Osteoporosis International

, Volume 23, Issue 3, pp 821–828

Rib fracture as a predictor of future fractures in young and older postmenopausal women: National Osteoporosis Risk Assessment (NORA)

  • S. G. Sajjan
  • E. Barrett-Connor
  • C. A. McHorney
  • P. D. Miller
  • S. S. Sen
  • E. Siris
Original Article

DOI: 10.1007/s00198-011-1757-0

Cite this article as:
Sajjan, S.G., Barrett-Connor, E., McHorney, C.A. et al. Osteoporos Int (2012) 23: 821. doi:10.1007/s00198-011-1757-0



A rib fracture history after age 45 was associated with a 5.4-fold increase in new rib fracture risk and a 2.4-fold increase in risk of any new clinical fracture in 155,031 postmenopausal women. A rib fracture history suggests osteoporosis and should be considered when evaluating patients for interventions to prevent fractures.


Until recently, little attention was paid to rib fracture as an osteoporosis marker. Emerging evidence suggests rib fracture may be an osteoporotic fracture in men and women. We report the 5-year independent association between baseline rib fracture histories and self-reported future fractures by age (decade) in the NORA cohort (155,031 postmenopausal women, 50–99 years).


Participants reported fracture history and responded to follow-up surveys at years 1, 3, or 6. Women with a baseline rib fracture history without other fractures were compared with women with no fracture.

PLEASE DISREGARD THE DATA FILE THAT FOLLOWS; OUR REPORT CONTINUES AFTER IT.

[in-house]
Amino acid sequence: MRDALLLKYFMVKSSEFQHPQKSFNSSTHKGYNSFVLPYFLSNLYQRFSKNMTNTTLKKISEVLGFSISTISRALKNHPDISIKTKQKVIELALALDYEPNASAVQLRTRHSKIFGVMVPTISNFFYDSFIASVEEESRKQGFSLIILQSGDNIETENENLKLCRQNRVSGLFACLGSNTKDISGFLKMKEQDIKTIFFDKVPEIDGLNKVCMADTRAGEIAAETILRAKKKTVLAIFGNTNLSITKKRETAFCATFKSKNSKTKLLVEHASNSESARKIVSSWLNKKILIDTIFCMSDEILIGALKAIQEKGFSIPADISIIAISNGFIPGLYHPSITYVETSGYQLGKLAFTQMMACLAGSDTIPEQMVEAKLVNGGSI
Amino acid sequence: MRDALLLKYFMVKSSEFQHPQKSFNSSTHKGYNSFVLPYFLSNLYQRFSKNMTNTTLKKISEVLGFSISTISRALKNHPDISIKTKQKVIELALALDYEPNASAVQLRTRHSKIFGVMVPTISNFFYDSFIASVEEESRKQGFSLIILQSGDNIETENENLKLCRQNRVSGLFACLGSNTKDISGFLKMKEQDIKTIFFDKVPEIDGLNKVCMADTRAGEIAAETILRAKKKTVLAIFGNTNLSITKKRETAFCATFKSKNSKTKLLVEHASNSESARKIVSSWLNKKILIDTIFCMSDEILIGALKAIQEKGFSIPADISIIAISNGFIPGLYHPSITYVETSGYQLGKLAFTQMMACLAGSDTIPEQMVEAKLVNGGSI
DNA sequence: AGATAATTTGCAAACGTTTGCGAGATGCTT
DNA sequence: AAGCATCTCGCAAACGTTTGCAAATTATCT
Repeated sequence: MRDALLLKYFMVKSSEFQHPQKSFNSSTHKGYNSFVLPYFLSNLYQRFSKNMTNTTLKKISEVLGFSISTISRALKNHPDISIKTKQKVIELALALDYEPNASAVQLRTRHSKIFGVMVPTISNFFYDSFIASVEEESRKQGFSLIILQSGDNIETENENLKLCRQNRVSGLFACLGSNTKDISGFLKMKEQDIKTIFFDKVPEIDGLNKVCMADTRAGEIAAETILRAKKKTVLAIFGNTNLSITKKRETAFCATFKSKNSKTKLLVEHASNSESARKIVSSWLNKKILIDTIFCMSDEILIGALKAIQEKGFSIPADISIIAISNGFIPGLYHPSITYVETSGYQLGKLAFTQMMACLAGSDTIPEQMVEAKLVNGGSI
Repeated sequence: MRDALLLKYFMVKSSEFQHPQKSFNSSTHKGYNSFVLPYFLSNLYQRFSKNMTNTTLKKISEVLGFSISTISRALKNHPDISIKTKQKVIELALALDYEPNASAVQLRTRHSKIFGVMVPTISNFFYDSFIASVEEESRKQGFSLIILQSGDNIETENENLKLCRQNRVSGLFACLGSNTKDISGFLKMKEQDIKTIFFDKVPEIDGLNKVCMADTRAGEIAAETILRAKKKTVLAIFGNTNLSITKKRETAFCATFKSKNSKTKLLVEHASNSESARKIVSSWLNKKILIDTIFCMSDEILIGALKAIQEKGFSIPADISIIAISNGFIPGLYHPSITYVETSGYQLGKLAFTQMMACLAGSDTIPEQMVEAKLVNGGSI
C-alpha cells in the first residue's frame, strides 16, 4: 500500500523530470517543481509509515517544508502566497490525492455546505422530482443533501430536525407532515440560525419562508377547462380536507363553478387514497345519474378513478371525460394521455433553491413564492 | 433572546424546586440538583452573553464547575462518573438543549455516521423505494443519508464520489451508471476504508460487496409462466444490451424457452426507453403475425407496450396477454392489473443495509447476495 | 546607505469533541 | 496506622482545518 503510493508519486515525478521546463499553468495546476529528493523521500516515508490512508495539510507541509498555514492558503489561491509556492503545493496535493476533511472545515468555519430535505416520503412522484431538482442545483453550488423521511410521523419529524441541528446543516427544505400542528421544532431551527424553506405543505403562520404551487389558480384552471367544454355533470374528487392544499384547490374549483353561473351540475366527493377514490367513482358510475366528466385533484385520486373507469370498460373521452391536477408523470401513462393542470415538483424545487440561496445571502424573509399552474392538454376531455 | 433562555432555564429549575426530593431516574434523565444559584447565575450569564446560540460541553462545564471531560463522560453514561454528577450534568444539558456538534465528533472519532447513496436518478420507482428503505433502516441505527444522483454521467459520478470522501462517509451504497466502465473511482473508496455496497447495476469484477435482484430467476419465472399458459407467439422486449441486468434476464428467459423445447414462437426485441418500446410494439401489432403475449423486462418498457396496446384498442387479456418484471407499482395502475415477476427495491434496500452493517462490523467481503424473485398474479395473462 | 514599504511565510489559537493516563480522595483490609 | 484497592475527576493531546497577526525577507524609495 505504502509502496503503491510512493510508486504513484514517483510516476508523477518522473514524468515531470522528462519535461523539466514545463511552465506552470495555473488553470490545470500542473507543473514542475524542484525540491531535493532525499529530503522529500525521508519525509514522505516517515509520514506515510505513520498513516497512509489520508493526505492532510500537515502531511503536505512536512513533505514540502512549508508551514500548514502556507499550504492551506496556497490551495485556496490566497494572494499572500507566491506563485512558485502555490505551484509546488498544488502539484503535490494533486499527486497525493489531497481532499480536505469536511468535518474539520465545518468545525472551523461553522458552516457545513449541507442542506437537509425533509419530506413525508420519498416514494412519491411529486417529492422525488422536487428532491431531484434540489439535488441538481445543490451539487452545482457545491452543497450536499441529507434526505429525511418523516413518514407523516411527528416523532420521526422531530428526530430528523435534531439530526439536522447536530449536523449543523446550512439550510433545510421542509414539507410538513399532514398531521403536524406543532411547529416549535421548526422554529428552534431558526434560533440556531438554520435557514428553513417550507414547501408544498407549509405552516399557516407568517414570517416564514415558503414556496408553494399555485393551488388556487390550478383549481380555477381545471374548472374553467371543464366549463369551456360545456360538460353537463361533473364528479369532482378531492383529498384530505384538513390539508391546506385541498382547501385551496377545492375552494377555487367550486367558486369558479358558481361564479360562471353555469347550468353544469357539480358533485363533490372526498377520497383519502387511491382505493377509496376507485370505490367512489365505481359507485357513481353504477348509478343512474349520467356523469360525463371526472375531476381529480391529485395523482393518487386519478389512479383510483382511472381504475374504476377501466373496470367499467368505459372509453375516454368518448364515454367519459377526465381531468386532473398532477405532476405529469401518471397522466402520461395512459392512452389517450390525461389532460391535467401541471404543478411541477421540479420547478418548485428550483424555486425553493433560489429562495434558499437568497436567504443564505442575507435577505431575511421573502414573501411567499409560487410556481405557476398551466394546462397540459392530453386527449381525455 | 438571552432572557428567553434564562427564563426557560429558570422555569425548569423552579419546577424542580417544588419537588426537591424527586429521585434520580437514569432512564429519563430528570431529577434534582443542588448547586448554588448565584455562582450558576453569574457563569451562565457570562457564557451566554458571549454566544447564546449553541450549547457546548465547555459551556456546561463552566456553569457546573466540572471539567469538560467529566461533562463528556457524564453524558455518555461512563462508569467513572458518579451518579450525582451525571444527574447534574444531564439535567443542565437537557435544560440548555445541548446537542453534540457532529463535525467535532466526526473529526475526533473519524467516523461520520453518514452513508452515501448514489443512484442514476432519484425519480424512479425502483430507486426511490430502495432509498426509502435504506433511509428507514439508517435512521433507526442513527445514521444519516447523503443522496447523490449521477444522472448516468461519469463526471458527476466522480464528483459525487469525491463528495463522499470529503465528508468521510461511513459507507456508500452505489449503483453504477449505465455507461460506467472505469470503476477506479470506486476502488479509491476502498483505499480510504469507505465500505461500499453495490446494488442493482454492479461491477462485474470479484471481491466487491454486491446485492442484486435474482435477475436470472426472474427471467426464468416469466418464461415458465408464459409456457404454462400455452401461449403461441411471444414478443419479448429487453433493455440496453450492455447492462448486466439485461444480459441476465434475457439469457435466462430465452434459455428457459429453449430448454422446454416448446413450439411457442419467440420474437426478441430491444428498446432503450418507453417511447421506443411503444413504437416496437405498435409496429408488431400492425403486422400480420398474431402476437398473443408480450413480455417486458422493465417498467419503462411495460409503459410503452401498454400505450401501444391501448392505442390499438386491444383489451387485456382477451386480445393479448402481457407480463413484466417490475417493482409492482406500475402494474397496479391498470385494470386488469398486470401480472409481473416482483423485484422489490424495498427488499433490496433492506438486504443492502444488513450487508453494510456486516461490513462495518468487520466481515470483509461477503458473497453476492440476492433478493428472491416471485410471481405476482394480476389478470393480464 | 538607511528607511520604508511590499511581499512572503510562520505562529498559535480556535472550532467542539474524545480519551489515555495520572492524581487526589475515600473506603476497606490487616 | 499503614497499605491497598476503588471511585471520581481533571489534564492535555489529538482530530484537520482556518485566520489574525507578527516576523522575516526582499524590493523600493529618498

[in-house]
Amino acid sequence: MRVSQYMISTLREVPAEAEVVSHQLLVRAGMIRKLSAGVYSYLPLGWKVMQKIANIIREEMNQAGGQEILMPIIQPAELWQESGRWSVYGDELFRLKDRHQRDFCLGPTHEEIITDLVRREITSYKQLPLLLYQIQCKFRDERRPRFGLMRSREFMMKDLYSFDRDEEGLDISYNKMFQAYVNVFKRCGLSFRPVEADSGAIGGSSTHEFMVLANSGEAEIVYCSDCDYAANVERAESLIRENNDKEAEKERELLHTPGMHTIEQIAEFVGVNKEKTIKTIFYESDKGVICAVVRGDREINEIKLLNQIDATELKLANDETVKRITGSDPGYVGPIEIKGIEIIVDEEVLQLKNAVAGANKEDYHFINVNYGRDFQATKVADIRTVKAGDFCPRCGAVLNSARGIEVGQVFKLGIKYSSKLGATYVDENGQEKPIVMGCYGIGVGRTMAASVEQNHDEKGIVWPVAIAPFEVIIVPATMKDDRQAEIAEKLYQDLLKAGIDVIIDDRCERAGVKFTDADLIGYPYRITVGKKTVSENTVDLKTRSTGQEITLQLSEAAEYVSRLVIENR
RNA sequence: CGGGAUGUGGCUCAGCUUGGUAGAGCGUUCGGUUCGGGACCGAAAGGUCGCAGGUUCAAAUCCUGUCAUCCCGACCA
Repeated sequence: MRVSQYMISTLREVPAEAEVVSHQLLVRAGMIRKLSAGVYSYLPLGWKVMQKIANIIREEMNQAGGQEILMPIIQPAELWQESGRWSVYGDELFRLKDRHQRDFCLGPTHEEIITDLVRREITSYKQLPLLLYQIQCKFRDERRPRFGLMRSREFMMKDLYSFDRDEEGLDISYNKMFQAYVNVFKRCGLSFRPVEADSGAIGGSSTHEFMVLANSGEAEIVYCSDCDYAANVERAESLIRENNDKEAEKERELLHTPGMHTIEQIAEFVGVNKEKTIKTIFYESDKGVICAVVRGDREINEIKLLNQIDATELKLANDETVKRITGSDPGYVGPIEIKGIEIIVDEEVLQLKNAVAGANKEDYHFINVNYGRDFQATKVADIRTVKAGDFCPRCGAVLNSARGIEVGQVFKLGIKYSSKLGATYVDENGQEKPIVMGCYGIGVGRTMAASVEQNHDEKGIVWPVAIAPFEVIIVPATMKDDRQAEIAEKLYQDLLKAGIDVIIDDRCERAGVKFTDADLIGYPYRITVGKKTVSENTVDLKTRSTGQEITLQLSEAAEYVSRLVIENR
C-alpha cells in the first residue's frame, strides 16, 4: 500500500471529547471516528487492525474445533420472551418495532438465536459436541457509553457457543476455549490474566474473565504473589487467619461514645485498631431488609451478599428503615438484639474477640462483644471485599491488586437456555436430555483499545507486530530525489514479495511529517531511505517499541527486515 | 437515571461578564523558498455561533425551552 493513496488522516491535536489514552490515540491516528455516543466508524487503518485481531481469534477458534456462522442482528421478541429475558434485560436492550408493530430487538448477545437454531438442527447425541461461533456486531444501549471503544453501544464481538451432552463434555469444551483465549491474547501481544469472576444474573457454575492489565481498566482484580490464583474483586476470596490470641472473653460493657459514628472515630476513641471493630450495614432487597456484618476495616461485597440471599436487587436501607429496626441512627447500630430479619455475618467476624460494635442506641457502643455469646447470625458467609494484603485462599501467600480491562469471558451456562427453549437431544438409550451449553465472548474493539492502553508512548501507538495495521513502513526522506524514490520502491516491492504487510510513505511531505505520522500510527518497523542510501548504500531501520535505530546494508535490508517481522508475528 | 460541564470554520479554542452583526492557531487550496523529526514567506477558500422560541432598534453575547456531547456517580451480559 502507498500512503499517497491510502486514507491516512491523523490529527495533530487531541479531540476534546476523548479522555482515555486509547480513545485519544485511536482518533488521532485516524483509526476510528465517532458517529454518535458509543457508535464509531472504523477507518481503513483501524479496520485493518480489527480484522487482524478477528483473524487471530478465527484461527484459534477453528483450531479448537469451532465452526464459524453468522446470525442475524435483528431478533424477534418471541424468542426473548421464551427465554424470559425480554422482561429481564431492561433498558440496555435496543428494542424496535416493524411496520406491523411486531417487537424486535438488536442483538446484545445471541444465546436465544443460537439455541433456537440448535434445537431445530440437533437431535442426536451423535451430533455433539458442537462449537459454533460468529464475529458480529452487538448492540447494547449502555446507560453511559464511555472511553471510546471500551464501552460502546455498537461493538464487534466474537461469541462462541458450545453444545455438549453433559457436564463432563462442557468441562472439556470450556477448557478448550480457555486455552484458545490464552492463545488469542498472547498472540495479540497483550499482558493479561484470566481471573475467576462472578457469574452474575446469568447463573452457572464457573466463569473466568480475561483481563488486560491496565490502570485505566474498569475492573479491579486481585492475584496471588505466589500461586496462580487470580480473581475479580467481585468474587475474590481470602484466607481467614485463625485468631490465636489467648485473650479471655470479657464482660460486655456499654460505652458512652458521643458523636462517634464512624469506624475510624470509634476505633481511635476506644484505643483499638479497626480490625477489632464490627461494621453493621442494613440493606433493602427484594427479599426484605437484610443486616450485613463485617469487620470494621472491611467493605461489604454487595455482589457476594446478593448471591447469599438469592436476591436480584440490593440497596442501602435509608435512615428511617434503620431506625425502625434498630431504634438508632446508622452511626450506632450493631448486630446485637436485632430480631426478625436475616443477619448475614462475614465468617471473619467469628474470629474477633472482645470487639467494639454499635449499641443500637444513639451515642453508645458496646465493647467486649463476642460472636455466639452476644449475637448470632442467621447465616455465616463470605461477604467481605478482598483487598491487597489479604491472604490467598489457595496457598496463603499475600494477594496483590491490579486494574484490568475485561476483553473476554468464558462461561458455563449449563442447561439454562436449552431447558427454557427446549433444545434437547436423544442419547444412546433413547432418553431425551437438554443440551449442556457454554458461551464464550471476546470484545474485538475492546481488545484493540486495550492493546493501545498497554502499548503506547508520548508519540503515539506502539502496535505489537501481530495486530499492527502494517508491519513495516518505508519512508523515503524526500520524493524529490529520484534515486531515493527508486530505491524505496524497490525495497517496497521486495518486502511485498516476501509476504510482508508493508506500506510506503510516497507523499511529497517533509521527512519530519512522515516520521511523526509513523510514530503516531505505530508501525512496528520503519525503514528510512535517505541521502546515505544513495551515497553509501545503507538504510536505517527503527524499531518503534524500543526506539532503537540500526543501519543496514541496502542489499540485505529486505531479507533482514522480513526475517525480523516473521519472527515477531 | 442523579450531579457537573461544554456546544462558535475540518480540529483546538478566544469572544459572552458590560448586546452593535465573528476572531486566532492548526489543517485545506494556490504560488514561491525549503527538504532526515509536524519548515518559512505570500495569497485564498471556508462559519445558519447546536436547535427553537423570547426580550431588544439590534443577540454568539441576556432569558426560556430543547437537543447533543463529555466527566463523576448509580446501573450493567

At baseline, 4,758 (3.07%) women reported a rib fracture history without other fractures; 6,300 women reported 6,830 new clinical fractures, including wrist (2,271), rib (1,891), spine (1,136), hip (941), and forearm (591). Adjusted relative risk (ARR) values (95% confidence interval [CI]) for future fractures in women with rib fracture history versus women with no fracture history were 5.4 (4.8–6.1) at the rib, 2.1 (1.7–2.6) at the spine, and 1.4 (1.1–1.7) at the wrist, and not significant for forearm or hip fractures. Future fracture risk was at least doubled in women with a rib fracture history in all ages: ARR (95% CI) 3.4 (2.8–4.0) for ages 50–59, 2.5 (2.1–3.0) for ages 60–69, 2.0 (1.7–2.3) for ages 70–79, and 2.0 (1.6–2.6) for ages >80.


Rib fracture, the second most common clinical fracture in women (after wrist fracture), predicted future fractures of the rib, wrist, and spine at all ages. Women presenting with rib fractures should be evaluated for appropriate management to prevent future fractures.


Aging Fracture Menopause Osteoporosis Population studies 

Copyright information

© International Osteoporosis Foundation and National Osteoporosis Foundation 2011

Authors and Affiliations

  • S. G. Sajjan
    • 1
  • E. Barrett-Connor
    • 2
    • 7
  • C. A. McHorney
    • 3
  • P. D. Miller
    • 4
  • S. S. Sen
    • 5
  • E. Siris
    • 6
  1. 1.Merck & Co., Inc.West PointUSA
  2. 2.University of California San DiegoLa JollaUSA
  3. 3.Merck & Co., Inc.North WalesUSA
  4. 4.Colorado Center for Bone ResearchLakewoodUSA
  5. 5.Merck & Co. Inc.Whitehouse StationUSA
  6. 6.Columbia University College of Physicians and SurgeonsNew YorkUSA
  7. 7.Department of Family and Preventive MedicineUniversity of California San DiegoLa JollaUSA

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